• Hayward is now on an expiring contract, which means he can’t be traded past the February trade deadline. Had he been extended, he could have been included in deals leading up to the NBA Draft, but now he’s off the table if the Jazz start discussing ways to move up in an effort to land a franchise-changer in the 2014 class.
  • Now, instead of having to count a new extension salary on their 2014-15 books, the Jazz now get to use what’s called a “cap hold” to effectively hold Gordon’s place on the salary sheet. That means that, until Hayward signs a new contract, he will only take 8.6M of their salary cap space. This could basically add to the Jazz’s 2014 spending power, but only if they conduct their other business before Hayward gets a new deal, which would then change his cap number to whatever the actual first-year value of his new contract is.

Who might try to sign Hayward next summer?

It’s tough to say, because it has to be someone who a) likes Hayward enough to think they can outbid the Jazz, b) has the cap room to offer him an amount they think the Jazz wouldn’t match, and c) wouldn’t mind a temporary hold on their cap space that keeps them from transacting with other free agents while the Jazz decide. That last point is a deterrent for many teams, and the reason why, generally speaking, RFAs don’t get as much open-market attention as similarly skilled UFAs.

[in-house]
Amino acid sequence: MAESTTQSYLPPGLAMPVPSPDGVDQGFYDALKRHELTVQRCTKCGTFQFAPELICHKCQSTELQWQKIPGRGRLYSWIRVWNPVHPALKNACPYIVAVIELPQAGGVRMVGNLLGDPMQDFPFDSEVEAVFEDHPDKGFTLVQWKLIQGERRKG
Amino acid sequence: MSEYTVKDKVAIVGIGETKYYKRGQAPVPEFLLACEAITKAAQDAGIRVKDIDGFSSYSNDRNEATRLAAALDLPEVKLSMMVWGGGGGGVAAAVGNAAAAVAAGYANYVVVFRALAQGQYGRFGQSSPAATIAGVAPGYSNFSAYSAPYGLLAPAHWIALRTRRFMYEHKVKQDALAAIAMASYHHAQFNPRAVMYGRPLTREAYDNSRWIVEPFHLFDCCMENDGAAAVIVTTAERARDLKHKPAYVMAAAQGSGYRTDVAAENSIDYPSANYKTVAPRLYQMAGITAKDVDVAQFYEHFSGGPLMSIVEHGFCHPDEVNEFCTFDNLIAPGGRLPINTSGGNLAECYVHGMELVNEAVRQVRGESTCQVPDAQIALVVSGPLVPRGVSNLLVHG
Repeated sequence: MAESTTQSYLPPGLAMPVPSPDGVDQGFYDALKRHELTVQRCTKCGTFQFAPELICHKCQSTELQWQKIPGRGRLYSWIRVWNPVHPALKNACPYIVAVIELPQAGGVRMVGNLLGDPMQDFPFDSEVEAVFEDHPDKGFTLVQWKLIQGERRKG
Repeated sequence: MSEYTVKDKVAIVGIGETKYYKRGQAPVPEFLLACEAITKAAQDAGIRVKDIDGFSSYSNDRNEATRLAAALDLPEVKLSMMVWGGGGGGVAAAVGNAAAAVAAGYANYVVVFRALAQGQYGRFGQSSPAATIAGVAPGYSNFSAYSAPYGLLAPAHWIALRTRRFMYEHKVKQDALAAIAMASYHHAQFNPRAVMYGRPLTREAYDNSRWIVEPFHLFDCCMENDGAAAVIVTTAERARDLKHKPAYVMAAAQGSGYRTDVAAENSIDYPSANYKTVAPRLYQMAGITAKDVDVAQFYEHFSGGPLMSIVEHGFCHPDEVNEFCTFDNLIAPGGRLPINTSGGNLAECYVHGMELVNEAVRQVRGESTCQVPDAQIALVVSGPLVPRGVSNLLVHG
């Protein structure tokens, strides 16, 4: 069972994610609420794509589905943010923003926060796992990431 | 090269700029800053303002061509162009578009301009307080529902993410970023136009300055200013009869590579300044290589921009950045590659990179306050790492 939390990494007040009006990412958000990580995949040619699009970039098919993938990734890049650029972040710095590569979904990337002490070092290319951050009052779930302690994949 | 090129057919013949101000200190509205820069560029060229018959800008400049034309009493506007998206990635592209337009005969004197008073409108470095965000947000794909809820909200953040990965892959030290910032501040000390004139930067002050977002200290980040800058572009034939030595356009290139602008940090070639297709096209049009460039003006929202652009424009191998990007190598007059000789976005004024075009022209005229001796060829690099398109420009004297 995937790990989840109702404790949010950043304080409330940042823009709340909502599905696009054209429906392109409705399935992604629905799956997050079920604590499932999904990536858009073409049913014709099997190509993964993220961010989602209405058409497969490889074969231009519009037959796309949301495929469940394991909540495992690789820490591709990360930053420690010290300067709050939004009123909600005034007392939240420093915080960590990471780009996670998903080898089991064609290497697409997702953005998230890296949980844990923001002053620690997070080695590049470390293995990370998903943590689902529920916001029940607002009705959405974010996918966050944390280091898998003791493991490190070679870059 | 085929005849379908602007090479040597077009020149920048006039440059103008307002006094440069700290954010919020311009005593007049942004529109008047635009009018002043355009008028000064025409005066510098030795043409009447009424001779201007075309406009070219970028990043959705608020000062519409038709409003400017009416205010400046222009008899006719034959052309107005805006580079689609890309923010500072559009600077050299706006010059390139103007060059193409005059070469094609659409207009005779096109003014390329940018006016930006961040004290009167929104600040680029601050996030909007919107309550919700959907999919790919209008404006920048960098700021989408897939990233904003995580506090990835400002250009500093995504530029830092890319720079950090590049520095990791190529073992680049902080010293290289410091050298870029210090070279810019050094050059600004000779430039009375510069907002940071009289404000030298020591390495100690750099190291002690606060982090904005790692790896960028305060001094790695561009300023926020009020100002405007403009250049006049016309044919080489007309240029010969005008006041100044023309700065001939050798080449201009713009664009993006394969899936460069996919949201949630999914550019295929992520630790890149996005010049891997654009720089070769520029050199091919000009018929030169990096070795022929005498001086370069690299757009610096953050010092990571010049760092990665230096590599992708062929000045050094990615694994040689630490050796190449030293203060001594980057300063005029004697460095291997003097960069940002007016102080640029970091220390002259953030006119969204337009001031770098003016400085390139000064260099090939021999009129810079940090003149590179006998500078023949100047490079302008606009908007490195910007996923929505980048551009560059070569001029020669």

But who knows. Next year is going to be an unprecedented market, both in terms of supply and demand. On the one hands, as many as a third to a half of NBA teams have the ability to create a max (or near max) salary slot, so there are a lot of buyers/bidders. On the other hand, we’ve rarely seen a free agent class that’s this star-studded, so those bidders may be focused on LeBron, Carmelo Anthony, Kobe Bryant, etc. If marquee free agents stay where their player rights are, there’s a lot of cap room that has to go somewhere. On the other hand, if a couple of those marquee guys unexpectedly head to teams with cap room, suddenly the whole panorama is different. It’s a really hard year to predict – maybe the hardest in memory.